Norwood won the proposed city of Buckhead by an astonishing 82-18 margin, but it was not enough to overcome Bottoms’ performance in the rest of the city, as Buckhead only made up less than 25% of the votes cast in the razor-thin contest. Norwood, who lives in Buckhead, has not yet weighed in on the cityhood debate. Instead of seeking a rematch with Bottoms, Norwood has decided to once again run for a seat on the Atlanta Council. Since her 2017 loss, Norwood became the chair of a Buckhead community organization.
A self-identified Independent, Norwood’s political affiliation has always been a topic of discussion among her critics, with some even going as far as to label her as a Trump supporter in the 2017 race for mayor. She has largely stayed out of national politics — that is, until the aftermath of the 2020 presidential race. She signed onto the Trump campaign’s attempts to overturn the election results, and even raised concerns about fraud in both of her narrow losses for mayor.
You would think that a candidate like Bottoms, a Democrat, would have no problem winning citywide elections. But Atlanta’s municipal elections are nonpartisan. This means that there are no party labels listed on the ballot, and there are no Democratic or Republican primaries. Instead, all candidates compete in a jungle primary, and the top two advance to a runoff if no one earns more than 50% of the vote. This very important caveat has led to some extremely close races for the city’s top job, and it could very well do so again this year. So far Bottoms’ top challenger is City Council President Felicia Moore, who is a Democrat herself. It has been decades since an Atlanta mayor was defeated for re-election, but with Bottoms facing high crime rates and serious opposition, her campaign for a second term could be the fight of her political life.
When it comes to presidential politics, Buckhead has not been immune from the trends that we have seen in similar areas across the country: traditionally Republican upscale whites who have been turned off by the direction of the GOP under the leadership of Trump.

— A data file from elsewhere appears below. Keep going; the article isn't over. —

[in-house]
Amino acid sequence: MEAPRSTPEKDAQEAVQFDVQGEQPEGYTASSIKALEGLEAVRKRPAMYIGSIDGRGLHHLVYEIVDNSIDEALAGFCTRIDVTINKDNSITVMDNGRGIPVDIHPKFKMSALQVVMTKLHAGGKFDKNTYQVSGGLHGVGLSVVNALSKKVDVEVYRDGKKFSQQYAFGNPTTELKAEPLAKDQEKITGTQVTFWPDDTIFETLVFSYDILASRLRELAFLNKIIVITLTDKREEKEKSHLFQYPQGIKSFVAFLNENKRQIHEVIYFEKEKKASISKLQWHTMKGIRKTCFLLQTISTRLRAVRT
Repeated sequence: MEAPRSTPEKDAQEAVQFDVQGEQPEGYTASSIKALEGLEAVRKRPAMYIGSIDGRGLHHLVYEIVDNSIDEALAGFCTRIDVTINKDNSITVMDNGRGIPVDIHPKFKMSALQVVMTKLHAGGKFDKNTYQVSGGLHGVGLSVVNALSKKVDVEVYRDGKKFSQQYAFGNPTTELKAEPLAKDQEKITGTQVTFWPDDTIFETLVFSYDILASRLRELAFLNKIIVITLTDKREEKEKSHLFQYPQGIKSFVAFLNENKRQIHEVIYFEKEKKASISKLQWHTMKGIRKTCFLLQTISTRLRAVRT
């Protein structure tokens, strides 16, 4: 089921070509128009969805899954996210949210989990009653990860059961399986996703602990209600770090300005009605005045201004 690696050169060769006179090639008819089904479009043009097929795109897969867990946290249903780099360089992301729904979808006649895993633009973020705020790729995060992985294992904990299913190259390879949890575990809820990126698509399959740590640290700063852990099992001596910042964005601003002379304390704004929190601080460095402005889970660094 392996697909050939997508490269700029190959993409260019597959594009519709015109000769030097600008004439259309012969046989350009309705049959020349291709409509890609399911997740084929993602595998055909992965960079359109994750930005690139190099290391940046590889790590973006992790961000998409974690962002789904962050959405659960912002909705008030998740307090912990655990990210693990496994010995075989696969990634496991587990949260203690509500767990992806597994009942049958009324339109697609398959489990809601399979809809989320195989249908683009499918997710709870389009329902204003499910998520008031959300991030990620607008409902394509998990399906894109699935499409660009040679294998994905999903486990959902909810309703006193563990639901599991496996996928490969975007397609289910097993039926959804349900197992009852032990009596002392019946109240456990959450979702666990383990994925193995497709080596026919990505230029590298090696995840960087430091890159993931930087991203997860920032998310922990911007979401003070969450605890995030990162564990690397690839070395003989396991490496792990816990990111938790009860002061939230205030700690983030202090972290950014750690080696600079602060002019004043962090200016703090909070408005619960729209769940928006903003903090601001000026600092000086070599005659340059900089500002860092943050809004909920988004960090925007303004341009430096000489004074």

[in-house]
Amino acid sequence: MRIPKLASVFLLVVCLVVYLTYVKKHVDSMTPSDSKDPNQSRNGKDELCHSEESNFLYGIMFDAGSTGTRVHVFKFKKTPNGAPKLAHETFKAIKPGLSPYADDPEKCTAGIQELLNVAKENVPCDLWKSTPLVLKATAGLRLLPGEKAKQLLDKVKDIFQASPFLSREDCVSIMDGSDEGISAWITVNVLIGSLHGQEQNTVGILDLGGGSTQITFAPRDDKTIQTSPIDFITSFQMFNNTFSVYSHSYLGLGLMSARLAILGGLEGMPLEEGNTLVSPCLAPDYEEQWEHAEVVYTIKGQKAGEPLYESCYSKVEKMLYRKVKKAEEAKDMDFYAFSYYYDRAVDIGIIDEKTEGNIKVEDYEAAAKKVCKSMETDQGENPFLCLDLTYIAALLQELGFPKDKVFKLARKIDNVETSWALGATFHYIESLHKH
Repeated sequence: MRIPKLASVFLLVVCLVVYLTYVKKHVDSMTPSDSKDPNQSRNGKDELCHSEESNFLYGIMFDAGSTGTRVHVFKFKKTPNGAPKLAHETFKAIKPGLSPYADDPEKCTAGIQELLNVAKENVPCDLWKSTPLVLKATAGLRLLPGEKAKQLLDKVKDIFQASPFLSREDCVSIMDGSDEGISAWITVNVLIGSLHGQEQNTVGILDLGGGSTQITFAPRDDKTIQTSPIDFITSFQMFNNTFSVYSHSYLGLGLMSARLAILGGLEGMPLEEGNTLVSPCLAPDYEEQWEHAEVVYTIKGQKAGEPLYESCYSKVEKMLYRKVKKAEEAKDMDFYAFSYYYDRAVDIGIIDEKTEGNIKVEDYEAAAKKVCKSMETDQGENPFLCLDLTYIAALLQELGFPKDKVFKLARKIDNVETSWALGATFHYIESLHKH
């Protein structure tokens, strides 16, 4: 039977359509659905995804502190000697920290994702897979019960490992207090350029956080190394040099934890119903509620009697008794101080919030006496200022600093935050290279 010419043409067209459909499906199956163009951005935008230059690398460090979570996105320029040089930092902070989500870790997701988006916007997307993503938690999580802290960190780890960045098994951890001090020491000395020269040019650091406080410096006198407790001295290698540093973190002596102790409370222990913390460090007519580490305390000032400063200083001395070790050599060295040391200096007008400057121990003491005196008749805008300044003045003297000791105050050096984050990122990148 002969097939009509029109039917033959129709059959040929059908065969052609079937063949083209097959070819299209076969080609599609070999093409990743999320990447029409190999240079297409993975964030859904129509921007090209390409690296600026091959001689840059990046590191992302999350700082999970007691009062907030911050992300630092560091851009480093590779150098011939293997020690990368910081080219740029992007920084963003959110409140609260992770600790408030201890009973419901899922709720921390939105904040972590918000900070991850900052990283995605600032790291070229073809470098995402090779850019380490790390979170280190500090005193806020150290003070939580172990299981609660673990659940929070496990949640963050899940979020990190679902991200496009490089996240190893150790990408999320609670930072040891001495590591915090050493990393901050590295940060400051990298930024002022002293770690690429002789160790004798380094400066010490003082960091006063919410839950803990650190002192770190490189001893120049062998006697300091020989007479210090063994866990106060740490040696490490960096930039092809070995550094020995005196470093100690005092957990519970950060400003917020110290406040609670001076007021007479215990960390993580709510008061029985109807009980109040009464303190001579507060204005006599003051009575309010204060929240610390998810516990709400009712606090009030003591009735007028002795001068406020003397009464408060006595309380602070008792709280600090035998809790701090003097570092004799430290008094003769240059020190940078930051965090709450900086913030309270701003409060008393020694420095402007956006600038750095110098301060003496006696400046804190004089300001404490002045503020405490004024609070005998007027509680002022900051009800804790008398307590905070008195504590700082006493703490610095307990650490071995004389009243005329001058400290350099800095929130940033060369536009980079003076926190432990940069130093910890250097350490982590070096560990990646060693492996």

Mitt Romney could be described as the living embodiment of Buckhead: a fiscally conservative white businessman who supports tax cuts, personal responsibility and less government intervention. His near-60% showing in Buckhead should not be too surprising to folks who know a lot about the area.
Then, along comes a guy named Donald Trump. Though many people in Buckhead may have supported certain aspects of his economic agenda, they were extremely uncomfortable with his rhetoric and the direction of the GOP under his leadership. Buckhead went from a double-digit Romney win to a double-digit Trump loss in the span of just four years.
Fast forward to 2020, and the results are practically a mirror image of 2012, with Joe Biden winning Buckhead with over 60% of the vote. Unless Trump is the GOP nominee once again in 2024, these types of numbers may not be easy to achieve for future Democratic presidential candidates. Why? Simply put, Trump was just not a good fit for Buckhead voters. After all, they were far more generous to down-ballot Republicans. In the November general election, Democrat Jon Ossoff only won Buckhead with 55% of the vote to Republican Sen. David Perdue’s 44%, an underperformance of about 12 percentage points.
And in State House District 52, which includes part of Buckhead, the Republican incumbent fell just a few hundred votes short of winning re-election as Biden was winning the district by nearly 16 percentage points. These voters may not like Trump, but they have not completely turned on Republicans altogether. If that were the case, we would not be seeing these types of impressive performances from down-ballot Republicans.
Buckhead cityhood remains a very divisive issue, and that’s not going to change any time soon. But the reality is this: if Buckhead were to form its own city, it would be overwhelmingly white and extremely wealthy. As such, a hypothetical city government would very likely be run by white politicians.
In national politics, the once-reliably Republican Buckhead has begun to vote Democratic in recent elections, driven largely by the rhetoric of Donald Trump. But they have not completely abandoned the Republican Party, because down-ballot Republicans have managed to perform pretty well here despite Trump’s unpopularity.
Whether or not Buckhead will succeed in forming its own city continues to be an open question, as this is far from the first time residents have expressed support for cityhood. But amid rising crime rates and growing tensions with city leaders, it’s safe to assume that the prospect of cityhood is higher than it has ever been before.